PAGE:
Infrastructure development in the UAE and the security challenges asset owners face when using technology
Parsons has been working in the MEA region for over 60 years and has substantial resources in place. The firm’s project portfolio in the region is vast and includes bridges, major highways, rail and transit, airports, ports and water infrastructure. In the UAE, and more specifically Dubai, the firm recently delivered the Dubai Water Canal project, and is now working towards delivering the equally transformational Shindagha Corridor project.
“We are the engineer for the whole corridor on behalf of the RTA,” says Pierre Santoni, senior VP/division manager – Infrastructure & Transport at Parsons. “We designed the $107 million Shindagha Bridge that was recently announced, as well as the entire corridor that begins at the Sana Junction, which we delivered a couple of months ago. The project involves the evaluation of the existing tunnel under the waterway, nearly 10km of a 12-lane expressway, several major interchanges and a number of road improvements.
“There’s a strong emphasis on that project and there are obviously a lot of developments that will rely on this infrastructure project. It was designed and planned over the last two years, with a lot of advanced forecasts of what are going to be the needs of those different communities, and we’re going to implement it in stages, as you’ve seen.”
Asked whether the project poses any unique challenges, given its scale and the fact that it involves heavily used areas of the city, Santoni simply comments, “It’s no different from the challenges we’ve been facing for the last 15 years that I’ve been here, when building very large and ambitions infrastructure programmes in the middle of live traffic. If you look at the Dubai Water Canal, that’s a great showcase of how proper planning, as well as careful and advanced construction methodologies, can mitigate the impact of such large projects. I don’t think anybody was significantly affected by the fact that Sheikh Zayed Road was diverted for nearly two years.
“The project was progressing on an accelerated schedule and we found some innovative methods of building those overhead bridges on a fast-track basis, and we were working closely with the client, the RTA and the contractor. The whole thing was managed by Parsons. It was quite nicely done, and there are learnings that we gained that we’ll apply to the Shindagha Corridor and to other projects. We’ll also look at using new technologies that provide additional benefits and enable us to deliver this project faster.”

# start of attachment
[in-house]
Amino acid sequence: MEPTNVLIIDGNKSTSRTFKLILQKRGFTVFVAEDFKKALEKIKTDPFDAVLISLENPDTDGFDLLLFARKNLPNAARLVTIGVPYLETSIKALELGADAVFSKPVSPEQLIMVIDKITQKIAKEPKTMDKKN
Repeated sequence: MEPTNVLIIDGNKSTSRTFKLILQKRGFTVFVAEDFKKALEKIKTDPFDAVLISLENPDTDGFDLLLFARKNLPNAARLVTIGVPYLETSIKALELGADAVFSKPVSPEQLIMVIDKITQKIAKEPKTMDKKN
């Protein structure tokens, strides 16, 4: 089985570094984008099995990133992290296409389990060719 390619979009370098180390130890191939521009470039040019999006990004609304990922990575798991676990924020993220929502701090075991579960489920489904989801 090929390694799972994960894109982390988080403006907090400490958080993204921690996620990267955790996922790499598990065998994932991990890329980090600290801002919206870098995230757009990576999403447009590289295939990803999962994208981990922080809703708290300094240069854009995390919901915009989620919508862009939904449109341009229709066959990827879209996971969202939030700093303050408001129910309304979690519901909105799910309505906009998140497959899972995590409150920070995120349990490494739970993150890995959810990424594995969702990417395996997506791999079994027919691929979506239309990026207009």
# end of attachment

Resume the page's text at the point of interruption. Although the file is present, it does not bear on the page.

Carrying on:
Commenting on the state of the industry, Santoni believes things have been far more cohesive and collaborative in the last couple of years.
“There’s increased corporation and the understanding that everybody has to work together to deliver these big projects, to deliver on the vision of the leadership of these countries. Before the global crisis in 2008, everyone was doing their own thing, building and developing at a frenetic pace, without thinking about the environment or considering things around them. That has changed completely now, there’s more thought about sustainability and making the best use of what we have, so we move towards a better future in line with the country’s vision.”
Technology has become more and more integrated into infrastructure projects in recent years, and while there are significant benefits, this also means nefarious individuals and groups can hijack or shut down these systems. Santoni points out that Parsons pays close attention to this and works with clients to safeguard their assets.
“The question about securing technology used in infrastructure projects is a good one. There has been a realisation over the last 12 to 18 months that infrastructure is at risk, and that protecting it is the mandate of these asset owners. Before, people didn’t realise that there will be a time where things will all be connected and so everything needs protection. As you see, highlighted by some of the issues publicised around the world, the weakest point is not where people always think it is. It’s always a backdoor somewhere.
“In the past, people would say, ‘We have a very secure front,’ but then the attack would come from somewhere else, so it didn’t matter how secure the front was. The ‘front’ is becoming difficult to identify, and that’s where Parsons have a differentiator, because we have very strong cyber security offerings. In the past, we’ve worked on providing very specific solutions to specific customers. We are in a position now where we can integrate all of this. We’re developing critical infrastructure protection tools which will be rolled out in the next few months, and we hope it will answer a lot of these questions. We’re trying to provide an end-to-end solution through our strong offerings.”
Asked whether Parsons works with third parties to develop cyber security solutions or has internal resources, Santoni notes, “We are a cyber security company, so we do it internally. It’s not very well-known in this part of the world, but we do develop solutions internally. We work with a lot of agencies and entities in the United States and provide these services, and it’s definitely not something we outsource.”
He concludes, “We are working very hard to bring these solutions to the region, with some caveats obviously, because some of these solutions are developed for very specific customers. But there is a very concerted effort across the company to come up with cyber security solutions and technology that we can apply to projects everywhere in the world.”